Stephen Pierzchala: "The public school system in the Bay area is one of the reasons why I was not too upset to move to Massachusetts."
Jon Udell: "I wasnít even planning to enable RSS subscription to InfoWorld search. It just came for free. When that happens, itís a sign that things are deeply right."
Wired: "MGM Studios v Grokster, pits all the major movie studios and record labels against two operators of file-sharing services."
Liz Smith: "With the whole world writing gossip, where is the place for the professional gossip?"
Private Radio: "I wrote a PHP script that captures the Google News home page every 15 minutes. It then logs all the news sources it finds."
When someone uses the L-word in conversation, chances are 999 out of 1000 that they're using it as a code-word to mean: weak, effeminate, misguided, powerless geek without morals. And it's equally likely that they're talking about you when they say it, although the play book says they should make it a question if it's directed at you at all.
"Are you a liberal?" they might ask. Who could say yes, but if you're honest you say that you have a heart and want your country to not take shortcuts, and you're concerned about the environment, and education, and think the government should stay away from our genitals, or telling our families when it's okay to pull the plug on a loved one, but you realize they've put you on the defensive before you've said anything.
So on Saturday night at dinner, when one of our companions, a man who considers himself a conservative, in the mold of Limbaugh, DeLay or Hannity, a death penalty proponent who feels deeply for the parents of Terri Schiavo, used the L-word in an argument, I said "Wait a minute, that's a code-word that means, weak effeminate, etc." I told him if he's going to talk about that, I'm going to expose him for what he is, an emulator of loutish, idiotic talk show hosts who say they're conservatives, but come on, they're not conservative, they're idiots who got a gig that pays them for being idiotic. The stupider they are the more they make. Competence in their work is incompetence everywhere else!
If Steve Lohr is right and Silicon Valley's brightest days are behind it, it will have been their own fault. Technology isn't stagnant, we're going through a rebirth, the deals being being floated are incredibly rich, for the right people this time, and not in Silicon Valley. Not for the carpetbaggers, not for the imitation impressarios, rather for the technology that's making the difference and the people behind it.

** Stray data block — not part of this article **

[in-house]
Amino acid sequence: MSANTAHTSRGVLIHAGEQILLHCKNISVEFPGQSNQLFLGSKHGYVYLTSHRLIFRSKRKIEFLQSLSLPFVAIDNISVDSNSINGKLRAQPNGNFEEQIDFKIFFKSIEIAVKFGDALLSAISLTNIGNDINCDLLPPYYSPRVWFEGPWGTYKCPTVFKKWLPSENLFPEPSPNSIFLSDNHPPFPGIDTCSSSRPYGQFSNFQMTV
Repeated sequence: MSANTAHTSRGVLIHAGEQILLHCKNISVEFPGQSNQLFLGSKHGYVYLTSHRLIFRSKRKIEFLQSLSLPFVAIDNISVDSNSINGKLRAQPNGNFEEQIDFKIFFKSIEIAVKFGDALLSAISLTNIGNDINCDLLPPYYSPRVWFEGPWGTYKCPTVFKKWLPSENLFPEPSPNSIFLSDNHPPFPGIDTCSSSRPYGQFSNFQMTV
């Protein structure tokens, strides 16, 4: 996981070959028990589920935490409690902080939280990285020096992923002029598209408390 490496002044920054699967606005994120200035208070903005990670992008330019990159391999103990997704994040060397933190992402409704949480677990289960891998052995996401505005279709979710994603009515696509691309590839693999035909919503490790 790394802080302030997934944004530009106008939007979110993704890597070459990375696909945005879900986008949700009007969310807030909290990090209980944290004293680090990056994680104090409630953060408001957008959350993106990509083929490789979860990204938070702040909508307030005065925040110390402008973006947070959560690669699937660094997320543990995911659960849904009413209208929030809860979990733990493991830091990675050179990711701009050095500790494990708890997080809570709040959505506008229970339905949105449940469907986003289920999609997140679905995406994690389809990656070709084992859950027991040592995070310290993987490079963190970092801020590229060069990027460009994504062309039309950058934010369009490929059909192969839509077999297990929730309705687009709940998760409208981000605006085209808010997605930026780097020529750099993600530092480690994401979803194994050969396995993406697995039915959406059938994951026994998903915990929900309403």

Last week I wrote about insiders and two-tier communities. That's Silicon Valley. The hubris of financiers thinking they could do it by paying nothing for technology, nothing for ideas. Yeah Hollywood is corrupt, and they want to tie up tech to serve their purposes, but they are still turning out product that some people want. Can you say the same for Silicon Valley? Imho, it's become another gray metropolis, the ideas long gone, replaced by corporate strokers and lap dogs.
However, it's still the most welcoming of climates, a temperate haven, warm in winter, cool in summer. The garden you can grow in a SV back yard is one of the most diverse and nourishing anywhere in the nation, that's why Valley real estate is holding its value. Its got great schools, roads, shopping, even culture. What's missing is a heart and a purpose.
1/2/02: "Of course there's nothing wrong with financiers, we need them to get our stock public. But as a group they did something really stinky to the software industry in the last part of the last decade -- they helped promote the myth that programmers work for free. In their folklore we're so selfless that we're willing to write new software and fix bugs, without being paid to do so. Another way of looking at it -- they get to keep all the money and programmers get nothing."
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